In response to increased naval patrols in the Gulf of Aden, pirates in Somalia are venturing hundreds of kilometers out to sea to seize vessels. The change in tactic has allowed pirates to successfully hijack numerous ships in recent days, including a private yacht with a child on board.
Since the beginning of April, pirates have successfully seized at least a half-a-dozen vessels off the coast of Somalia in a surge of activity that has not been seen in months.
The director of the International Maritime Bureau in London, Pottengal Mukundun, told VOA the maritime community is alarmed not only by the number of vessels seized in such a short period, but where some of the hijackings are taking place.
"I think the important change has been the fact that there are now attacks taking place hundreds of miles southeast of Mogadishu. And that is the big change," he said.
Mukundun said pirates have become active in the region of the Seychelles and Comoros Islands in the Indian Ocean, where there are no international naval patrols.
On Saturday, pirates hijacked a German container vessel with more than 20 crew members more than 740 kilometers off the southern Somali port city of Kismayo. Two days later, a Taiwan-flagged fishing trawler with 29 men aboard was taken in waters near Denis Island in the Seychelles.
On April 2, pirates, operating more than 1,000 kilometers southeast of the Somali coast, attacked a luxury British ship, carrying western tourists. None of the tourists were taken hostage, but the ship was seized along with its seven-member crew.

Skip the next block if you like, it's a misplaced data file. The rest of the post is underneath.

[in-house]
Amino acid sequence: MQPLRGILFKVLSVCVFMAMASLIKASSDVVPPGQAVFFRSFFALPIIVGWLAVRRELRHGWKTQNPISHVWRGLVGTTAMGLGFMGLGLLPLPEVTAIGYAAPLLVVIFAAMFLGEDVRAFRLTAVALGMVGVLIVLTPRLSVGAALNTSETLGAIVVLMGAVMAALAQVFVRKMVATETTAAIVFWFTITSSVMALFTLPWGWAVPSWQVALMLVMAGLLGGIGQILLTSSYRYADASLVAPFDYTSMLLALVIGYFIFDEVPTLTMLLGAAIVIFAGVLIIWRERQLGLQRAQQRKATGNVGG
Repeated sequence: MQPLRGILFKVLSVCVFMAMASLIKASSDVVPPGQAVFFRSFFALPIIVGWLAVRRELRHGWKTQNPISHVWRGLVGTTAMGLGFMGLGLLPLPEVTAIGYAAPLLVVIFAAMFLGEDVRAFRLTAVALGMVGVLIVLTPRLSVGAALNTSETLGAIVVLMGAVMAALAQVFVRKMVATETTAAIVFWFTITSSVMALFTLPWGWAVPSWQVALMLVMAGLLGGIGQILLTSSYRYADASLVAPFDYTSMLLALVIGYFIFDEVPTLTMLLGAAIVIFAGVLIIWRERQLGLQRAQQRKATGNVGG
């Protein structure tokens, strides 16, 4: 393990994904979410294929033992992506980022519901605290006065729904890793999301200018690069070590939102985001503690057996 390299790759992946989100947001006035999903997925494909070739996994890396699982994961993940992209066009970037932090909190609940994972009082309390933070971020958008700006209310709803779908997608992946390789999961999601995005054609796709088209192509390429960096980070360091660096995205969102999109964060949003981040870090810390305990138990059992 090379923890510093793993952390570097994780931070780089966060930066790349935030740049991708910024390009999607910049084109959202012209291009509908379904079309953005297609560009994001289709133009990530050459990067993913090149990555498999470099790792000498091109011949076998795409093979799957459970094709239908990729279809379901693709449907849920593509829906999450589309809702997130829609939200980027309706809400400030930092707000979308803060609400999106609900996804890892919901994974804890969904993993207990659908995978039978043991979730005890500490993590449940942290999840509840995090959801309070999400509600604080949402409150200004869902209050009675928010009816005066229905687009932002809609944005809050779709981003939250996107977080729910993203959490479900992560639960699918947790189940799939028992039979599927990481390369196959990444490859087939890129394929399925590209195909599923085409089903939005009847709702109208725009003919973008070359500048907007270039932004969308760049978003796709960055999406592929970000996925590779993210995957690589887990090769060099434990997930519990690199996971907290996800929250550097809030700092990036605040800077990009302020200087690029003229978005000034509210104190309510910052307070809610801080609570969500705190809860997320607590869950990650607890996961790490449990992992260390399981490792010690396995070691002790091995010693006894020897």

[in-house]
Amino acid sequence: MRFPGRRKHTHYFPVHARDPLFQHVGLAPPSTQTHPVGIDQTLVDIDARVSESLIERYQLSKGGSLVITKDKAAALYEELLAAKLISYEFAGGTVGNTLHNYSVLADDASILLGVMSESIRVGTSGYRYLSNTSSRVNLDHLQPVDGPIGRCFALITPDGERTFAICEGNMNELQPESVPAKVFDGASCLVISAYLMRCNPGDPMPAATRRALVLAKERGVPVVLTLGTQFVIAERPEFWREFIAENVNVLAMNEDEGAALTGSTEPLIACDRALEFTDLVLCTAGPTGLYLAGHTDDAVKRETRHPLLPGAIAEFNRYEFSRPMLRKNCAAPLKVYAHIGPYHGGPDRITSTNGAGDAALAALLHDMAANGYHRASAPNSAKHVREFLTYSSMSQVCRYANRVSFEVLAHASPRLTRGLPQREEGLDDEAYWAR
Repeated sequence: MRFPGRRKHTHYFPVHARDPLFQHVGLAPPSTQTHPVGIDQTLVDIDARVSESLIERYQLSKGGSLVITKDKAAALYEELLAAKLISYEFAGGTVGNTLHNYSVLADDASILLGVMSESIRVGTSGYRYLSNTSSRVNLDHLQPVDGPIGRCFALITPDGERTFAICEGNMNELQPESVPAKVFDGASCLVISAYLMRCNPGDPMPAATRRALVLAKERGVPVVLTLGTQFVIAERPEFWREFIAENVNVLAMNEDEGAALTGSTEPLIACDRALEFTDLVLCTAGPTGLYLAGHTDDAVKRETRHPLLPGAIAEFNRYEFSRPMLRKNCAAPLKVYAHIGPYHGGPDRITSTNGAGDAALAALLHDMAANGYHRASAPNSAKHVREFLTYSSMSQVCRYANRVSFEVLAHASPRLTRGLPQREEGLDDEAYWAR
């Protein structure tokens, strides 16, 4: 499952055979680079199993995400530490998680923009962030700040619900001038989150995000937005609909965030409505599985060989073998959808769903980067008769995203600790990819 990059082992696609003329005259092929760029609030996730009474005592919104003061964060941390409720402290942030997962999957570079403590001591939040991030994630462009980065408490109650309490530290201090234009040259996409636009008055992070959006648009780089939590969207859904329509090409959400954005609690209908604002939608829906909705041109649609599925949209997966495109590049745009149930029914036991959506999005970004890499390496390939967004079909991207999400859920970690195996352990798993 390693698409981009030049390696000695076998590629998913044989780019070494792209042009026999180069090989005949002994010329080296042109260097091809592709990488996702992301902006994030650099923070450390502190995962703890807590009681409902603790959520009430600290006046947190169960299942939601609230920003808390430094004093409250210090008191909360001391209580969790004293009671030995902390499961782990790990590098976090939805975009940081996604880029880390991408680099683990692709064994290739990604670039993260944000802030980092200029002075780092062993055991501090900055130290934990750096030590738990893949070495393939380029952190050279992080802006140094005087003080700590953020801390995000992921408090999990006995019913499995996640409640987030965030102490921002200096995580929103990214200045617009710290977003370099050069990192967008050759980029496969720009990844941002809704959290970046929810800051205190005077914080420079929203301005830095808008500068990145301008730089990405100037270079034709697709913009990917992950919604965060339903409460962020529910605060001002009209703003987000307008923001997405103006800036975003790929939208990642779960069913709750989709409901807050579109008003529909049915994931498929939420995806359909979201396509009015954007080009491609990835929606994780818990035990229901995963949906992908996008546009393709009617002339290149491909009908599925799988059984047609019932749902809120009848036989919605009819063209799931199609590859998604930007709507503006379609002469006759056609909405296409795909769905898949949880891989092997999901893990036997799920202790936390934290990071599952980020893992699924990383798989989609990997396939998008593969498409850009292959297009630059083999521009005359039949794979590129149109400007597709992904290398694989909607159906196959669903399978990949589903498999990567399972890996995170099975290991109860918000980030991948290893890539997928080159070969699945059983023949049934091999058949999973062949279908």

In 2008, pirates attacked more than 120 commercial and private vessels, mostly in the Gulf of Aden between Somalia and Yemen at the mouth of the Red Sea. The narrow waterway is vital to ships carrying goods between Europe and the Far East.
The disruption of trade and shipping in the Gulf of Aden prompted more than a dozen countries to send naval forces to escort ships and to protect shipping lanes. Their efforts in thwarting pirate attacks have been credited with significantly reducing the number of successful pirate boardings there for the first three months of this year.
But journalist David Hughes of Maritimenet.org said dispatching warships to combat piracy in the Indian Ocean is simply not an option.
|A photo taken from the blog of a French family shows the Tanit sailing yacht hijacked by pirates off the coast of Somalia, 07 Apr 2009|
|A photo taken from the blog of a French family shows yacht hijacked by pirates off the coast of Somalia, 07 Apr 2009|
"You cannot really do too much over such a widespread area as the northern Indian Ocean. You can in the Gulf of Aden, where there is a bottleneck. But you cannot start escorting every ship down the east African coast or across the northern half of the Indian Ocean," he said.
In a reminder of the limitations of naval operations even in the Gulf of Aden, pirates hijacked a large Italian-operated bulk carrier there early Monday.
Meanwhile, officials in France said they know the location of a French yacht hijacked Saturday by pirates off the northeast coast of Somalia. The yacht, carrying two couples and a three-year-old boy, was more than 640 kilometers off the Somali coast when it was seized.